On January 11 the World Bank sent letters to Cambodia's Prime Minister, Hun Sen, and its Finance Minister, Keat Chhon, threatening to suspend all Bank lending to their country. Unless the Cambodian government took "urgent steps" to fulfill auditing requirements for and to repay funds illegally obtained through a program designed to downsize the bloated military, almost US$300 million - an amount roughly comparable to half of Cambodia's annual budget - of loans would be frozen in a month.
Just before that deadline and the arrival in Phnom Penh of Bank President James Wolfensohn two weeks ago, the Cambodian government met two of the Bank's demands and agreed to meet the third by mid-May.
On the surface this would appear to look like progress in the quest for transparency and accountability, particularly in a project that has regularly been described as "an embarrassment for the Cambodian government." Yet the failures are hardly exclusively Cambodian. They are also the failures of the Bank, whose insistence on a program of dubious efficacy, and whose opaque management and tolerance of gross corruption, make it equally culpable.
The Bank's "Demobilization and Reintegration Project," which began its public activities in 1999, was supposed to decrease military spending by shrinking the armed forces and transferring the "peace dividend" to desperately under-funded social welfare ministries. The project aimed to remove thousands of unnecessary soldiers from the rolls and assist them in settling back into civilian life. Regional commanders were to submit lists of elderly, ill, or otherwise unnecessary soldiers, and those soldiers would receive a small amount of cash, some household goods, and the means to move into civilian lines of work. A database would be developed to track both current and demobilized soldiers.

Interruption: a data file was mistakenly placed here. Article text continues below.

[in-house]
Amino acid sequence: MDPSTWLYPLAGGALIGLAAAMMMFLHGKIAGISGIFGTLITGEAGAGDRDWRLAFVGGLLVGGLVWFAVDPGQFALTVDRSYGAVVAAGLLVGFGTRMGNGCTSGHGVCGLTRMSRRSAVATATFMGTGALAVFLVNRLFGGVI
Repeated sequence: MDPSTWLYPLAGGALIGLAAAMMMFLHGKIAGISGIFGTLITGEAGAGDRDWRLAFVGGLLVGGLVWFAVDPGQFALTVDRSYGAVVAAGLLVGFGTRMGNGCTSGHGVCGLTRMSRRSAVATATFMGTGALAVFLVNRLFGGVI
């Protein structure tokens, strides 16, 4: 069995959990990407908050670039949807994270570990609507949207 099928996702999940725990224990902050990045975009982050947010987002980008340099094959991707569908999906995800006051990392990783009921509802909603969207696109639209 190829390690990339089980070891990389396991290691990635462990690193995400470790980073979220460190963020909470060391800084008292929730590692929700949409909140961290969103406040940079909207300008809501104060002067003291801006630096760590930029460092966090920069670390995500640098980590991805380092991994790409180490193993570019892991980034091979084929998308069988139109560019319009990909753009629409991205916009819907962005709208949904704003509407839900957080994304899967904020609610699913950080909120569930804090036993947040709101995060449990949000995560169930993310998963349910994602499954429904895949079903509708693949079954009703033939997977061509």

But not only were these basic premises flawed, so too was the agenda of the World Bank's Post-Conflict Unit, whose primary interest lay in promoting itself within the Bank. That Unit accepted an obviously inflated number of soldiers from the Cambodian civilian heads of the project, who saw in a larger number an opportunity for extraordinary profit. Dozens of experts on Cambodian politics, military reform, social welfare, and human rights cautioned the Bank against the project, citing concerns about its efficacy and specifically its vulnerability to official corruption. Despite these concerns, the Bank pushed ahead.
Over the next five years, the project encountered every problem predicted by those experts. Funds began to flow before viable auditing mechanisms were in place.
When a Bank project consultant began uncovering evidence of corruption in early 2000, he was the victim of an armed attack; his supervisors did nothing. As clear evidence of fraudulent procurement of motorbikes for the project surfaced in July 2002, the Bank staff member responsible for disbursing funds shrugged it off, saying, "As long as 60 percent of the money gets where it's supposed to go, that's good enough for me." The Bank did not publicly announce the fraud for another year and did not sanction anyone until November 2004. Suggestions regarding greater transparency were routinely ignored, and occasional get-tough meetings and correspondence between the Bank and government rep-resentatives had no effect because the Bank regularly backed down for "fear the project would stop."